Tai chi and qigong are linked but separate. I like to describe qigong as the base of the Chinese health system, like the roots and truck of a tree, and tai chi as one of the branches. Other branches of the tree include traditional Chinese medicine, acupuncture, acupressure, qigong healing, qigong meditation, qigong exercises, and more.

The Chinese term Qigong is also known as chi gong, chi kung, daoyin, nei gong and yang sheng. Our qi or chi (chee) has several meanings: the air we breathe, our life force or vital energy. Gong can be translated as an accomplishment or a skill that is cultivated through practice.

Qigong means energy cultivation or working with the life force energy. Qigong is thousands of years old and mostly referred to as an ancient Chinese holistic exercise system; coordinating movements with breathing and meditations practised for health maintenance, healing and increasing vitality, to cultivate and balance your qi. There are also qigong healing practitioners.

Tai chi (taiji) is the modern-day slang for tai chi chuan (ultimate supreme exercise). Tai chi is often described as a “meditation in motion” and now even referred to as “medication in motion”. It is a Chinese martial art that is hundreds of years old and is one of the most effective exercises for the health of mind and body.

Tai chi offers great depth but can be easy to learn and delivers health benefits quickly. There are many styles of tai chi, each with its own features, sharing the same essential principles unique to tai chi: mind integrated with the body; fluidity of movement; control of breathing; and mental concentration.

The fundamental focus of tai chi and qigong is to enable the qi to flow smoothly and powerfully through the body, facilitating wellbeing. Harmony of the inner and outer self comes from the integration of mind and body and is achieved through ongoing practice.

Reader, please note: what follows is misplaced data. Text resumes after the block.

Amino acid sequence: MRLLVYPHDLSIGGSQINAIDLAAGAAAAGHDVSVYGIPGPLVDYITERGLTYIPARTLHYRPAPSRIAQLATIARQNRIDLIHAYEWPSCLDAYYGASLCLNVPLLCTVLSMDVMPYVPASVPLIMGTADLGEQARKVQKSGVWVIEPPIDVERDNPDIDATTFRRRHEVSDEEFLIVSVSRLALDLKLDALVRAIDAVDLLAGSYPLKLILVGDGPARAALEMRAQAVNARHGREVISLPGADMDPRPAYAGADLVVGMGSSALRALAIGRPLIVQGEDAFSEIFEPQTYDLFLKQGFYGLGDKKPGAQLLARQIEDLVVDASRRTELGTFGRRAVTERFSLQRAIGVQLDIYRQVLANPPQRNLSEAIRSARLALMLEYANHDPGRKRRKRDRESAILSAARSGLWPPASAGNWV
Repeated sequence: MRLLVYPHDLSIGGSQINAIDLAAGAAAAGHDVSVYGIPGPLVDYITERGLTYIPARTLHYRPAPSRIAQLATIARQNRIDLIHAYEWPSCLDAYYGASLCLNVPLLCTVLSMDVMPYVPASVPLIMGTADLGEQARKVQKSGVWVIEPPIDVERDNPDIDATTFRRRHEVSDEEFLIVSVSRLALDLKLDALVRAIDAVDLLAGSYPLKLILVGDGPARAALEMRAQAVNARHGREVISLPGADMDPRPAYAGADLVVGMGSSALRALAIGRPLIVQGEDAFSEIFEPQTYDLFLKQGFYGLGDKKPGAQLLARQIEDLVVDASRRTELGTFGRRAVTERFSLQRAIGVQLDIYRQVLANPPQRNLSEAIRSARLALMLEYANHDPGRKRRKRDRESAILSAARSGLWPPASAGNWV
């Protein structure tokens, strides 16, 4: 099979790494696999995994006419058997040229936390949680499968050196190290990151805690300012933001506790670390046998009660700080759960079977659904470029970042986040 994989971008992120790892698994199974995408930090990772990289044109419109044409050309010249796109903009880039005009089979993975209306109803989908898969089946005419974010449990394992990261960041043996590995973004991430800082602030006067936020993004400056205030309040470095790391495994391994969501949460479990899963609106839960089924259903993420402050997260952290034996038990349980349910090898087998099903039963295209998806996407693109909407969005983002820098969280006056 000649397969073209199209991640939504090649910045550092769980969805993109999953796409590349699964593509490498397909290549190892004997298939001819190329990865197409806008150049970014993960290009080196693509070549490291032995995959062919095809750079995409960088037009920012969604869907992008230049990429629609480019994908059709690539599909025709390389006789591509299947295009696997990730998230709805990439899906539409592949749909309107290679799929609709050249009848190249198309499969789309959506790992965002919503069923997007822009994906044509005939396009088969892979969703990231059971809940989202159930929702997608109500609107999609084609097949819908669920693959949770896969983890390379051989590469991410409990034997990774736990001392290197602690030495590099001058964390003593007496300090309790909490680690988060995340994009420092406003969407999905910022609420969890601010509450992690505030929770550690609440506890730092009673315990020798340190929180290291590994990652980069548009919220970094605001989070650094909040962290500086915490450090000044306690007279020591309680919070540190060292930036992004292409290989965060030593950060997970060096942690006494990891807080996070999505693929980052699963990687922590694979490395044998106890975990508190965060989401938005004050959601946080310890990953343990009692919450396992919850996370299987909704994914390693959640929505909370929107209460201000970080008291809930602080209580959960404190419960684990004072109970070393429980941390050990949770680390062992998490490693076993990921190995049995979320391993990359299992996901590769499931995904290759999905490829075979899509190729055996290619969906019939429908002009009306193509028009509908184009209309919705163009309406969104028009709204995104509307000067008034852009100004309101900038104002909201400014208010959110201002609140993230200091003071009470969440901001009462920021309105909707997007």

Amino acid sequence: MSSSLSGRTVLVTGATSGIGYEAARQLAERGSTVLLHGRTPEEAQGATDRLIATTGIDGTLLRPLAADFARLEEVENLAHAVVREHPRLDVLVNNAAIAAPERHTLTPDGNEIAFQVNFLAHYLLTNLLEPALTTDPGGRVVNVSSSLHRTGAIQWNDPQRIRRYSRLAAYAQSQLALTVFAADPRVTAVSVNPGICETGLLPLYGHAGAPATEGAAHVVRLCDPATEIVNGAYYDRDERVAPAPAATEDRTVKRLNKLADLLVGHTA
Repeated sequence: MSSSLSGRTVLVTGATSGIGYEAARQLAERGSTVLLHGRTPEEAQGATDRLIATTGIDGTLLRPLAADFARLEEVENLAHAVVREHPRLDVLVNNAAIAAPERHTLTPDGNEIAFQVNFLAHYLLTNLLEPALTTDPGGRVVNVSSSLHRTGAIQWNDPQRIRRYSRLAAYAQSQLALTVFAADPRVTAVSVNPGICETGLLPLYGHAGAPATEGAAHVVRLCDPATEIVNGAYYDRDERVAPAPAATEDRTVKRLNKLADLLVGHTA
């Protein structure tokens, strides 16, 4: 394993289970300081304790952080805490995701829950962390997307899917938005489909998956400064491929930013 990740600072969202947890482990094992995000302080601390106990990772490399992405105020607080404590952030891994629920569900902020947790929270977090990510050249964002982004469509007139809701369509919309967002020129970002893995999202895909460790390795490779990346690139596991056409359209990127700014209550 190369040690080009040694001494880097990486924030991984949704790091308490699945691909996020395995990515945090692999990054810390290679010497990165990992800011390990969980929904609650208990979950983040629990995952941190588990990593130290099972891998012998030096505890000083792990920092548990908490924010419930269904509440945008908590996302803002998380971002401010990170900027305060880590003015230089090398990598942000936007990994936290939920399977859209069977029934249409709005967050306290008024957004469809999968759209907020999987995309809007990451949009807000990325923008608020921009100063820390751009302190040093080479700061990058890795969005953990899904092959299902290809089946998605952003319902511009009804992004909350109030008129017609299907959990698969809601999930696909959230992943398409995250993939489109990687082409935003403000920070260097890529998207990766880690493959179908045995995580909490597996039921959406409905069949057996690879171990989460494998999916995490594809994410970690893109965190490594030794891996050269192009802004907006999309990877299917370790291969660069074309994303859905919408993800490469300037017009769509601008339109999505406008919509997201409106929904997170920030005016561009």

Tai chi and qigong are becoming more popular for many reasons. Medical studies worldwide show that tai chi and qigong have almost unlimited health benefits, including giving people the confidence and curiosity to ‘give it a go’. We are living longer, and we now acknowledge that the quality of our life, and specifically maintaining long-term good health both mentally and physically, are very important.

Studies have shown that the benefits of tai chi and qigong for mindfulness and fitness include:

  • improvement and prevention of almost all chronic conditions, including arthritis, osteoporosis, heart disease and diabetes
  • being able to practise anywhere… standing, seated, lying down or in the water – no equipment required
  • being suitable for almost any age or physical condition
  • improved fitness (increased muscular strength, cardio-respiratory fitness, improved immune system and flexibility)
  • improved balance and mobility and less risk of falls
  • increased relaxation and focus, meaning reduced stress
  • improved mental health and wellbeing.

Tamara Bennett is a master trainer at Tai Chi for Health Institute in Auckland.


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